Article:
Brics Foreign Ministers Call for Rebalancing of Global Order at Cape Town Meeting
The foreign ministers of the Brics group of nations, which includes Brazil, Russia, India, China, and South Africa, have called for a rebalancing of the global order away from Western nations.
The meeting, which took place in Cape Town, South Africa, was attended by the foreign ministers of the five countries, who discussed issues such as global tension, inequality, and insecurity.
The group is seen as an alternative to the G7, a group of developed nations that held its annual summit in Hiroshima, Japan, last month.
The G7 has been highly critical of Russia and China, and some have viewed Brics as an alternative to the G7.
The Brics countries have a combined population of over 3.2 billion people, making up about 40% of the world's roughly 8 billion population.
The group is focused on providing global leadership in a world that is fractured by geopolitical tension, inequality, and global insecurity.
During the meeting, Russian Foreign Minister Sergei Lavrov was present and met with South African President Cyril Ramaphosa.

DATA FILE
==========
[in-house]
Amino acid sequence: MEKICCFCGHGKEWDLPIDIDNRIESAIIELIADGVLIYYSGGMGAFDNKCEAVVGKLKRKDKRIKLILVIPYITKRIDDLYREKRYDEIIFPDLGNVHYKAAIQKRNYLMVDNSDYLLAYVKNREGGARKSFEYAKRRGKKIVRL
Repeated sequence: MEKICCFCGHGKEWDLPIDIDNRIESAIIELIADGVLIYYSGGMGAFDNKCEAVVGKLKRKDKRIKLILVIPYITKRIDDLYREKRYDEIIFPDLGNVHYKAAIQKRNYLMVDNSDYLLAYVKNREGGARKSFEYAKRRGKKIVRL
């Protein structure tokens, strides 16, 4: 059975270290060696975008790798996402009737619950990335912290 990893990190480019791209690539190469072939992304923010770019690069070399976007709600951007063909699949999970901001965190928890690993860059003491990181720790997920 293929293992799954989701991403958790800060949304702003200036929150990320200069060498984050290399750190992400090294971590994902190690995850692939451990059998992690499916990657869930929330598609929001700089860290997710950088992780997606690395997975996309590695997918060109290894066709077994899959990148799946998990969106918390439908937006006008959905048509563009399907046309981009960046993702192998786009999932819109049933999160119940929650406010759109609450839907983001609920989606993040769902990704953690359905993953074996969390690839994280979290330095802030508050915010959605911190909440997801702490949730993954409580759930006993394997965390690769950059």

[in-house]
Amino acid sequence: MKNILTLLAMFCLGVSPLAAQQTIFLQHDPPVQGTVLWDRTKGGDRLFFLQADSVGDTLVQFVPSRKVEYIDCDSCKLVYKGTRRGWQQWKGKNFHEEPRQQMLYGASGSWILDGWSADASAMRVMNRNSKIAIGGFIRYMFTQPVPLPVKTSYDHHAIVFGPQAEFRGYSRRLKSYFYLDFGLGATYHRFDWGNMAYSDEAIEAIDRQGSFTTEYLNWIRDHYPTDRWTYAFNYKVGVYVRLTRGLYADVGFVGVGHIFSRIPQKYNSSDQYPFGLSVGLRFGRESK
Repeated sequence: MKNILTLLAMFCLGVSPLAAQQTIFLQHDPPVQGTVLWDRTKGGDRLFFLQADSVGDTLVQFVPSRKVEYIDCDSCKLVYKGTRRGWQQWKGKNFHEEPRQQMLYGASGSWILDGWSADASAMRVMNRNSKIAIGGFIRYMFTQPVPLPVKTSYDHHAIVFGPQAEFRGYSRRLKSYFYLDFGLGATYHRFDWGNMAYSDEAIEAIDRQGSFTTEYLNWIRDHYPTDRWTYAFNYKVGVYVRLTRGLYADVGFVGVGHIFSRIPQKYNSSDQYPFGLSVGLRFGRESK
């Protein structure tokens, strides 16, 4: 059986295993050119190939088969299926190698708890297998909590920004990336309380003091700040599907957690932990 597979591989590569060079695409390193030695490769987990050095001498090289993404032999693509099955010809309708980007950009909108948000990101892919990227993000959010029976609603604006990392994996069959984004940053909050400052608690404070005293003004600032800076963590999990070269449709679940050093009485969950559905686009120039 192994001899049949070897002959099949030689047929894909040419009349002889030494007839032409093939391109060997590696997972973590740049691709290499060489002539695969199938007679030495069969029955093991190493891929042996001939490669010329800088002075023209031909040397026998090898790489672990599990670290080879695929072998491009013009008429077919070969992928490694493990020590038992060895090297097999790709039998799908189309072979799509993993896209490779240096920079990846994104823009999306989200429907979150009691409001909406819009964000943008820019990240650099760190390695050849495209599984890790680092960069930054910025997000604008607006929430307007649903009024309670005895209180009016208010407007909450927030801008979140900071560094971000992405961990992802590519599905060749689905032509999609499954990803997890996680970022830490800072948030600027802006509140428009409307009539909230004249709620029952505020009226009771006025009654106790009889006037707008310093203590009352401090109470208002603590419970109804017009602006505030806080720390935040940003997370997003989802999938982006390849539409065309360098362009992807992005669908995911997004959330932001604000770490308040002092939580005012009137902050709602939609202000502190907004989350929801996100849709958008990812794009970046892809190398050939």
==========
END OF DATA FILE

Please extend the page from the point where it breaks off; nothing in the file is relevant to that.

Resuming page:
However, Lavrov's presence was met with protests, with demonstrators holding a picture of him with the words "child murderer" in reference to the International Criminal Court's (ICC) arrest warrant for Putin over allegations of war crimes in Ukraine.
South Africa has long-standing ties with Russia that go back to the years of white-minority rule, and the country has refused to criticize Moscow's invasion of Ukraine.
However, South African Foreign Minister Naledi Pandor said that the country would abide by the ICC's warrant if Putin attended the Brics summit in August.
The South African government is reportedly in a diplomatic nightmare, with one option being considered to move the summit to another country.
The Brics group has called for a rebalancing of the global order away from Western nations, and their vision is to provide global leadership in a world that is fractured by geopolitical tension, inequality, and global insecurity.